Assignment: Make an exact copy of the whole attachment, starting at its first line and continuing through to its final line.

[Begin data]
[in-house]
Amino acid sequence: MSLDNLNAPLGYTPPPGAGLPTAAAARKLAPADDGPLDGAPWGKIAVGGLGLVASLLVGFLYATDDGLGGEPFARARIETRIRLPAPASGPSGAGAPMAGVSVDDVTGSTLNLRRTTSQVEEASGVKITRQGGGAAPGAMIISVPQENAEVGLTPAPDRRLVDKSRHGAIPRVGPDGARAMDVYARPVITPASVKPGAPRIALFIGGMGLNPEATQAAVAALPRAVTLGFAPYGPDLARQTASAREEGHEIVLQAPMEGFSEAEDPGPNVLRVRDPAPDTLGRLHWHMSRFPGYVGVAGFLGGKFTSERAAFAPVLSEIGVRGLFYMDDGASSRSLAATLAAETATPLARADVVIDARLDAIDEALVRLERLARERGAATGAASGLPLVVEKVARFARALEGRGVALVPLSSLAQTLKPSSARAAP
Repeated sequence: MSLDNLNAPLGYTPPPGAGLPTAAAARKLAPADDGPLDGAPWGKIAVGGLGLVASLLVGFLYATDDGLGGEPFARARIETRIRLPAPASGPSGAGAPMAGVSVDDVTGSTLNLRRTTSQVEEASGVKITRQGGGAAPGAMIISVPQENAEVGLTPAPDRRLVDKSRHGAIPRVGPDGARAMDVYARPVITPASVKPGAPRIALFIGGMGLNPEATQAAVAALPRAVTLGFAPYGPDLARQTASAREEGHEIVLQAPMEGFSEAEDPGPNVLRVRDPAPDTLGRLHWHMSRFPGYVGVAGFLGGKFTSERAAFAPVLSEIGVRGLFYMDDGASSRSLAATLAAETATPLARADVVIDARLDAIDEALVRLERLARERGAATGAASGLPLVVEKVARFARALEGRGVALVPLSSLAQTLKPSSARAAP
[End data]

[in-house]
Amino acid sequence: MSLDNLNAPLGYTPPPGAGLPTAAAARKLAPADDGPLDGAPWGKIAVGGLGLVASLLVGFLYATDDGLGGEPFARARIETRIRLPAPASGPSGAGAPMAGVSVDDVTGSTLNLRRTTSQVEEASGVKITRQGGGAAPGAMIISVPQENAEVGLTPAPDRRLVDKSRHGAIPRVGPDGARAMDVYARPVITPASVKPGAPRIALFIGGMGLNPEATQAAVAALPRAVTLGFAPYGPDLARQTASAREEGHEIVLQAPMEGFSEAEDPGPNVLRVRDPAPDTLGRLHWHMSRFPGYVGVAGFLGGKFTSERAAFAPVLSEIGVRGLFYMDDGASSRSLAATLAAETATPLARADVVIDARLDAIDEALVRLERLARERGAATGAASGLPLVVEKVARFARALEGRGVALVPLSSLAQTLKPSSARAAP
Repeated sequence: MSLDNLNAPLGYTPPPGAGLPTAAAARKLAPADDGPLDGAPWGKIAVGGLGLVASLLVGFLYATDDGLGGEPFARARIETRIRLPAPASGPSGAGAPMAGVSVDDVTGSTLNLRRTTSQVEEASGVKITRQGGGAAPGAMIISVPQENAEVGLTPAPDRRLVDKSRHGAIPRVGPDGARAMDVYARPVITPASVKPGAPRIALFIGGMGLNPEATQAAVAALPRAVTLGFAPYGPDLARQTASAREEGHEIVLQAPMEGFSEAEDPGPNVLRVRDPAPDTLGRLHWHMSRFPGYVGVAGFLGGKFTSERAAFAPVLSEIGVRGLFYMDDGASSRSLAATLAAETATPLARADVVIDARLDAIDEALVRLERLARERGAATGAASGLPLVVEKVARFARALEGRGVALVPLSSLAQTLKPSSARAAP